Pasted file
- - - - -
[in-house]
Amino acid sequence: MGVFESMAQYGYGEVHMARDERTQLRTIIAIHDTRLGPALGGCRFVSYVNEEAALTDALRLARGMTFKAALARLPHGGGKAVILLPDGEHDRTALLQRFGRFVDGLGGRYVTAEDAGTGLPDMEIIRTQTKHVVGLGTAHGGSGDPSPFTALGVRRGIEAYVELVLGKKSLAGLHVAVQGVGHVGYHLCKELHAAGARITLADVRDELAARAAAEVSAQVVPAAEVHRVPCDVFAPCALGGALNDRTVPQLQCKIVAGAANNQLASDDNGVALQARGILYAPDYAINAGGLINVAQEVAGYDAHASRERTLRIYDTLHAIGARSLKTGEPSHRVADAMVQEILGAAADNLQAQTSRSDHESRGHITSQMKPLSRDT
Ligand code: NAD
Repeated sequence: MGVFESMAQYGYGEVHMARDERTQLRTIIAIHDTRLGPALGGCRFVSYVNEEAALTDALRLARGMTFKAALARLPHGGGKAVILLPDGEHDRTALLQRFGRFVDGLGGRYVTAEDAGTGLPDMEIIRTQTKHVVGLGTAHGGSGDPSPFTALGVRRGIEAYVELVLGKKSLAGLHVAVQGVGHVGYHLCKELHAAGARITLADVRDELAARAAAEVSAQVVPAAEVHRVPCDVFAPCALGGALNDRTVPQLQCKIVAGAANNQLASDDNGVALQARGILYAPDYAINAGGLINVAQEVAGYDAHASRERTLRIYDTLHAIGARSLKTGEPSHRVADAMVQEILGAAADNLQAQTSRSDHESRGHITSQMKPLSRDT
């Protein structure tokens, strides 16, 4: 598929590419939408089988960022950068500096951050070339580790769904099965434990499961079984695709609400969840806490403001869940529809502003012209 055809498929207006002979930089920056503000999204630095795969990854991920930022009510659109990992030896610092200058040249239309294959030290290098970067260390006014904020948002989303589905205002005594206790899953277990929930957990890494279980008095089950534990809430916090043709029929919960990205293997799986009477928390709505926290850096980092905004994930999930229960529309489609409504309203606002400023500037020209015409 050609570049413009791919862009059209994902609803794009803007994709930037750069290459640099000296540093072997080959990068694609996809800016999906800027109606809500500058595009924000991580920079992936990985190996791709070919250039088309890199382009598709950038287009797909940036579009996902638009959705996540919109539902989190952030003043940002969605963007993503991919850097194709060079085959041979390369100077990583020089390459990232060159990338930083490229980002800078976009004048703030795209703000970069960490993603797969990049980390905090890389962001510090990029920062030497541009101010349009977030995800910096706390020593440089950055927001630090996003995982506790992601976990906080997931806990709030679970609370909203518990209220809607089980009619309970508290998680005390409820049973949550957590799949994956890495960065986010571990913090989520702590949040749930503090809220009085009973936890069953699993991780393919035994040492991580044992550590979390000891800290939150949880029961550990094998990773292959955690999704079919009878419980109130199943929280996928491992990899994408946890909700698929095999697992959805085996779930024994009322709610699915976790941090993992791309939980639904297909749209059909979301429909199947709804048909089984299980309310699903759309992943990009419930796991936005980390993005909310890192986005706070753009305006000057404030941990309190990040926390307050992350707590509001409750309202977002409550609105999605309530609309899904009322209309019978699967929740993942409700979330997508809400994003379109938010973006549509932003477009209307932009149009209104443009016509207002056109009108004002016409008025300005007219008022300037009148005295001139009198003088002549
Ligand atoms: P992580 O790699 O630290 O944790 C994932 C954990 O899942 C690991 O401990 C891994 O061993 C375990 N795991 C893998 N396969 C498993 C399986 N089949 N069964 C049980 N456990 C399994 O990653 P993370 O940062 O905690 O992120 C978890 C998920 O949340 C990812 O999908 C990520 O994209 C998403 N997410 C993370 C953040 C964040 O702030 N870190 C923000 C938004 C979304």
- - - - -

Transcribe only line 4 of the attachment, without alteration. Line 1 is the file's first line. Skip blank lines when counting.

Repeated sequence: MGVFESMAQYGYGEVHMARDERTQLRTIIAIHDTRLGPALGGCRFVSYVNEEAALTDALRLARGMTFKAALARLPHGGGKAVILLPDGEHDRTALLQRFGRFVDGLGGRYVTAEDAGTGLPDMEIIRTQTKHVVGLGTAHGGSGDPSPFTALGVRRGIEAYVELVLGKKSLAGLHVAVQGVGHVGYHLCKELHAAGARITLADVRDELAARAAAEVSAQVVPAAEVHRVPCDVFAPCALGGALNDRTVPQLQCKIVAGAANNQLASDDNGVALQARGILYAPDYAINAGGLINVAQEVAGYDAHASRERTLRIYDTLHAIGARSLKTGEPSHRVADAMVQEILGAAADNLQAQTSRSDHESRGHITSQMKPLSRDT